These same principles should now apply to the global distribution of the vaccine. Scientists working on the Oxford-Astra Zeneca vaccine have pointed out that it is not enough for any individual country to vaccinate its people. The porous nature of our borders—through trade, travel and human connection—means that only once every corner of the world is vaccinated will we finally be able to close the book on COVID-19. The rollout of the vaccine should soon become an automatic occurrence, as we saw with small pox, and will hopefully lead to the eradication of the virus. Countries cannot continue to shut their borders to keep out the virus—this is antithetical to the life and values to which we have become accustomed.

Once the monumental task of the vaccine rollout is complete, and even greater work is done to make sure it is resistant to mutations, governments must take a new look at their approach to international affairs. In recent years, we have seen the major powers of the world growing further and further apart. Cooperation between the P5 (the five permanent members of the UN Security Council) has been a struggle for years and in our hyper interconnected, globalized world, where—as we have seen—disease spreads so quickly—the necessity for governments to be on the same page is greater than ever.

There needs to be a renewed effort to build linkages and inter-dependencies, which will serve us well when the next crisis comes along. When already in place, these connections play a key role in enabling cooperation. Increasing interconnectivity can be accomplished by encouraging trade, investment and people-to-people contact—even if it is by Zoom for the moment. These efforts will help shore up a level of trust, which will be invaluable in the event of any future tension. Connectivity is the true safeguard of peace.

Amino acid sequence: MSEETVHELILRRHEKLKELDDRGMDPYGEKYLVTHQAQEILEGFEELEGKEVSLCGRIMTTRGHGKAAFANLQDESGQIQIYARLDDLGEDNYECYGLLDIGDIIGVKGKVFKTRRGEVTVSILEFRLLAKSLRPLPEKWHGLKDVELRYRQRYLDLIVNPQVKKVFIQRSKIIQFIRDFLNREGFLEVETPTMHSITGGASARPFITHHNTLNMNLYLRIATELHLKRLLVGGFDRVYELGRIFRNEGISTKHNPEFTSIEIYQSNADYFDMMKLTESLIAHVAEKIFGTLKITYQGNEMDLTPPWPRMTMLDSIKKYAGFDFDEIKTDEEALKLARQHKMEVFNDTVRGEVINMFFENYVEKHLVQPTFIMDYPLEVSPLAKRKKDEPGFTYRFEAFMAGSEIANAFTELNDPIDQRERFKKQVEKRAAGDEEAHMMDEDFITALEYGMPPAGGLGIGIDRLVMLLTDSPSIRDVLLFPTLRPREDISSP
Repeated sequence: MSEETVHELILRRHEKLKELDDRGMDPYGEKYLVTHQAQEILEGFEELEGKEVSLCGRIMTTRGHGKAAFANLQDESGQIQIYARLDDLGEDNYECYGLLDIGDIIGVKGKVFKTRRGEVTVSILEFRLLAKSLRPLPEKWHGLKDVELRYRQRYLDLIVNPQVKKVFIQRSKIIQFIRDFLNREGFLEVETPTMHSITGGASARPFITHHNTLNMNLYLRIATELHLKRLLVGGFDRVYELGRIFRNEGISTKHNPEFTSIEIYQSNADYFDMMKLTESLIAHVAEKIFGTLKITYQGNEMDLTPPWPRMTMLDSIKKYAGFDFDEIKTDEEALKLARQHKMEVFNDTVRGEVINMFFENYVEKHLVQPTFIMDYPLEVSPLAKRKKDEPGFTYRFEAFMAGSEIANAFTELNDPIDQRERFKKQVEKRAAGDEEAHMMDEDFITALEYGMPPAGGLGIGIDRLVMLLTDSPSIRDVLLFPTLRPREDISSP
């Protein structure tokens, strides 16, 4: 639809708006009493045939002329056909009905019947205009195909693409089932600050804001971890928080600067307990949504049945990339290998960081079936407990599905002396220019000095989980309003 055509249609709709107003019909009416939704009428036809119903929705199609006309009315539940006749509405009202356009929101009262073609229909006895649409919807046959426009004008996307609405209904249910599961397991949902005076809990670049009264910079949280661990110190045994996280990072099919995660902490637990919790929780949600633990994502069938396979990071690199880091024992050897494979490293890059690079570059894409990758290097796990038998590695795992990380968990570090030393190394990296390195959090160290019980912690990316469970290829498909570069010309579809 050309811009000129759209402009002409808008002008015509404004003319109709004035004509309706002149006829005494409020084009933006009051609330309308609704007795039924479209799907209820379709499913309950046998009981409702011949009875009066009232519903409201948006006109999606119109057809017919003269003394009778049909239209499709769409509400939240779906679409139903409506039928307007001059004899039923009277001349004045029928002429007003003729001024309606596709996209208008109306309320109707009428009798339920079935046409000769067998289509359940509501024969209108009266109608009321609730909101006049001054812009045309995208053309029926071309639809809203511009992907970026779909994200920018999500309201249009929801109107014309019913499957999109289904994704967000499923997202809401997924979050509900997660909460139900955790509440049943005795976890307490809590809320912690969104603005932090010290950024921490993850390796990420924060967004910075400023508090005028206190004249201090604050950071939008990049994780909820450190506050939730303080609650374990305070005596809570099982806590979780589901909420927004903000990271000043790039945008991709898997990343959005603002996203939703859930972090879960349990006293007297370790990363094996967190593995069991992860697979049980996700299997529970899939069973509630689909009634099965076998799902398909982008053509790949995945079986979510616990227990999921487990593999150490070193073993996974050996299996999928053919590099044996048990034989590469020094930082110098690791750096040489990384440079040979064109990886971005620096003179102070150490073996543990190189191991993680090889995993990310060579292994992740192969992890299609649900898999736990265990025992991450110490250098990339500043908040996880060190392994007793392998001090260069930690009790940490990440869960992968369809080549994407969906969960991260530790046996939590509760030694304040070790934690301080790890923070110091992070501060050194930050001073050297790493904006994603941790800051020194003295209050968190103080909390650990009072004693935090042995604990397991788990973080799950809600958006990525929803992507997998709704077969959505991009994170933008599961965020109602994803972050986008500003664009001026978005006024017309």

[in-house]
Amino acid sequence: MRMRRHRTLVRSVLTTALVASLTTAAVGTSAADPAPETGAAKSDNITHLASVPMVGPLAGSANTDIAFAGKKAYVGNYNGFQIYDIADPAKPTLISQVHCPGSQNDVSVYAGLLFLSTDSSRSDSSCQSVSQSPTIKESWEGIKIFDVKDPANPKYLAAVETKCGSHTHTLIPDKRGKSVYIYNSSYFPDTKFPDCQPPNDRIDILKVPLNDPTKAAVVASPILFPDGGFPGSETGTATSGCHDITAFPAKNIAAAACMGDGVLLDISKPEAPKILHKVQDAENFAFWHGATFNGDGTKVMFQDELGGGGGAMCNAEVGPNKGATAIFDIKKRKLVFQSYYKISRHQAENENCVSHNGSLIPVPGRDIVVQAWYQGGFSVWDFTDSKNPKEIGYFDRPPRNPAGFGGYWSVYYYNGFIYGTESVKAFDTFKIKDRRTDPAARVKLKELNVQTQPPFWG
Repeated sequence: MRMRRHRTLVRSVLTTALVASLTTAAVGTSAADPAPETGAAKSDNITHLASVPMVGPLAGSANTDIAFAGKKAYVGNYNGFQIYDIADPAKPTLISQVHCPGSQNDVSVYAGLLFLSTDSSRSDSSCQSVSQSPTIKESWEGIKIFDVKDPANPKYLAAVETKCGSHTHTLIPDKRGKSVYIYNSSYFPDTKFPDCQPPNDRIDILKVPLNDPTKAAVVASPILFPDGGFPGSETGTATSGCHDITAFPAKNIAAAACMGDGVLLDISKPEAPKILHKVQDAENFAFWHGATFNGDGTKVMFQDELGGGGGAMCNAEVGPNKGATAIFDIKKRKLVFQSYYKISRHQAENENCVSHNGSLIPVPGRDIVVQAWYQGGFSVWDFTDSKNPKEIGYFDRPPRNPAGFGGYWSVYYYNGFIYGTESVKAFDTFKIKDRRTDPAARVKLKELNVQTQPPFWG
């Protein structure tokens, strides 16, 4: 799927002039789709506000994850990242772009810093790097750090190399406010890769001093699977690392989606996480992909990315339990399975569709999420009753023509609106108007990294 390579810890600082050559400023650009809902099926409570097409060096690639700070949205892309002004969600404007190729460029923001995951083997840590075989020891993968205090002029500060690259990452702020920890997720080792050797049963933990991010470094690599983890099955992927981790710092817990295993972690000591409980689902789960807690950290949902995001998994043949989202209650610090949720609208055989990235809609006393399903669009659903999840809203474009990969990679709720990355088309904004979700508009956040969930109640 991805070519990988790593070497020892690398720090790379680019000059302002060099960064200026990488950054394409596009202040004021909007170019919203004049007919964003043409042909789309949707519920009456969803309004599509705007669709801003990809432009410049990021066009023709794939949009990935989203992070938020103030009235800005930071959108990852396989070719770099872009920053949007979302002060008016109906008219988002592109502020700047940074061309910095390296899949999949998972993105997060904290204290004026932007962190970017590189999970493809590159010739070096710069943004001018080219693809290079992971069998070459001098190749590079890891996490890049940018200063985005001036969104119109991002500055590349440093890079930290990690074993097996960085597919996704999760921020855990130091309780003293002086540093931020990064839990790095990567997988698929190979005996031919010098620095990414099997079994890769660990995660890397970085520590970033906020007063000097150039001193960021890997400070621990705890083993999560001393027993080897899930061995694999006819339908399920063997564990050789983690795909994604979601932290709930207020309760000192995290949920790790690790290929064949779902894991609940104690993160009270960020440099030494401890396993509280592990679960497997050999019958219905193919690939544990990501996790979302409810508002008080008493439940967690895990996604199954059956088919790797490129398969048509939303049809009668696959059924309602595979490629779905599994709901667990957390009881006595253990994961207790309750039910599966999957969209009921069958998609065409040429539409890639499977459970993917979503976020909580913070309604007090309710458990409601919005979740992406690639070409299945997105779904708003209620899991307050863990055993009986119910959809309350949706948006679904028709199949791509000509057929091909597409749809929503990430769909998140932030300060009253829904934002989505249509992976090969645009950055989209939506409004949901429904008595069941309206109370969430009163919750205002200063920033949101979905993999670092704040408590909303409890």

As the economic impact from repeated lockdowns begins to sink in, there will be a renewed need for economic cooperation. Many governments have understandably relied on quantitative easing and record levels of borrowing at cheap interest rates to fund their way through the emergency measures needed to tackle COVID-19. The drawback of this is that it can lead to ever-rising inequality. The solution is almost universally to go for growth—to expand markets and focus on creating opportunity and jobs. The Belt and Road Initiative (BRI), launched by President Xi Jinping, set a new standard for global cooperation, one which can be replicated by countries around the world. Pakistan has already benefited considerably from the BRI, which includes billions of dollars being deployed in our country. More recently, Pakistan has also benefited from support, expertise and vaccine distribution from China during the health crisis. All of this has further contributed to the strength of the relationship between our two nations and demonstrated how countries with more abundant resources can, and should, help their neighbours, creating a win–win for all involved.

6 The Role of Multinational Organizations in Fighting COVID-19